Back to Home


July 10, 2021

 View on Github

Gravity is a contributing factor in nearly 73 percent of all accidents involving falling objects.

Dave Barry

Gravity is classically one of the four fundamental forces. Yet such a complicated and strange force is expressed simply by an equation derived by Isaac Newton in the 17th century.

F=Gm1m2r2F = G\frac{m_1m_2}{r^2}

This equation relates the masses and radii of two objects to the force of gravity attracting them. In a solar system, these objects are the stars and planets, and that is what this simulation will focus on.

In reality, every object attracts every other object due to gravity. However, both to experiment with the simple side of orbital mechanics and reduce the computational load, we can just calculate the forces between the sun and planets and ignore the planet-planet interactions.

Another assumption we can make is that the sun is not affected by the planets’ gravitational pull. In our solar system, the sun is about a million times as massive as the Earth, so the Earth’s effect on it is comparatively small.

It is convenient to create a planet class that inherits from SFML’s CircleShape class. It will hold a mass, velocity vector, and allow use of the inherited position setters and getters, and drawing to the window.

Now that we can store the information about each planet, we can calculate their motion.


Gravity will always attract the planet inward towards the sun. We can start the planet off with some initial velocity, and the center-directed gravitational force and the planet’s inertia will result in an elliptical orbit.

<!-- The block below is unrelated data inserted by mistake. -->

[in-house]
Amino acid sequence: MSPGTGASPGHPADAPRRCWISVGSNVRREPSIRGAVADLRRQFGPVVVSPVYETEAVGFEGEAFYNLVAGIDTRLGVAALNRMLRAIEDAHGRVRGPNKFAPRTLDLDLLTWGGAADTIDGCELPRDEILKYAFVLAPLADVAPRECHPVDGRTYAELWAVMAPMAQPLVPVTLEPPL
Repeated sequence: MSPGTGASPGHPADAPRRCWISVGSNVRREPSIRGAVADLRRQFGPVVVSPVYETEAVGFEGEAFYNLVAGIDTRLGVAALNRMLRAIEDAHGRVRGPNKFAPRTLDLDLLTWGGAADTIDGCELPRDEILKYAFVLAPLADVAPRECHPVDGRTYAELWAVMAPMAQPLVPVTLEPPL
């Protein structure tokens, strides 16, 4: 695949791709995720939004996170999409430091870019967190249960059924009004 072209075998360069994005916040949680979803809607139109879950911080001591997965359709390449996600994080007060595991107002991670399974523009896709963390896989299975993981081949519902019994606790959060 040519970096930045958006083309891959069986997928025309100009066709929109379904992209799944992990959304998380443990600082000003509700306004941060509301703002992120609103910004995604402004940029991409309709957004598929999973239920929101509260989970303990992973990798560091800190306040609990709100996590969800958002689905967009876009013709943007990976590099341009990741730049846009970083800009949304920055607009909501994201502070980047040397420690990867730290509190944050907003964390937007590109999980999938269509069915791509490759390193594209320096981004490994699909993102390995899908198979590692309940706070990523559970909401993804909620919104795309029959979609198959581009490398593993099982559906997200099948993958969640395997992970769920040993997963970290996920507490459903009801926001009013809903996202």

Out of the formula for gravity, only one value is unknown, rr, This is just the distance between the bodies and can be found easily with the Pythagorean theorem.

r2=(x2x1)2+(y2y1)2r^2 = (x_2-x_1)^2+(y_2-y_1)^2

The GG term in the formula is a universal constant, equal to around 6.67×1011Nm2kg26.67 \times 10^{-11} \frac{N \cdot \, m^2}{kg^2}, but since our mass and radius values are not on astronomical scales, this number can be much larger, and experimenting with timestep and mass values led me to just set the GG value to 11, effectively omitting it.

Now we know the magnitude of the force, but we still don’t know exactly which direction to apply it in. It should be directed toward the center of the sun, so a convenient way of holding this information in a vector. The x and y components will be the differences in position of the planet and the sun.


P=[ΔxΔy]\overrightarrow{P} = \begin{bmatrix} \Delta x \\ \Delta y \end{bmatrix}

The vector P\overrightarrow{P} now indicates which direction to apply the force in, but we still don’t know the force to be applied to each component (xx and yy), only the overall magnitude. To find this, we can normalize vector P\overrightarrow{P}, then multiply it by the force. This will scale the force to the appropriate value for each component, allowing us to easily update the velocity from there.

P^=PP\hat{P} = \frac{\overrightarrow{P}}{||P||}
F=FP^\overrightarrow{F} = F \cdot \hat{P}

Note that in the second equation the unit vector P^\hat{P} is being multiplied by the scalar value FF to give the vector F\overrightarrow{F}.

All that’s left now is to change the planet’s velocity by the force vector, then change its position by the velocity.

As in other simulations, we can numerically integrate from force using a chosen timestep value, Δt\Delta t.

vf=vi+aΔtv_f = v_i + a\Delta t

and from velocity to position

sf=si+vΔts_f = s_i + v\Delta t

Calculating this for each component and setting the new position every frame will make our planet circle the sun!


I then instantiated another planet object to give us an Earth and Mars. Right now they don’t interact gravitationally with each other, but that’s a project for a different time!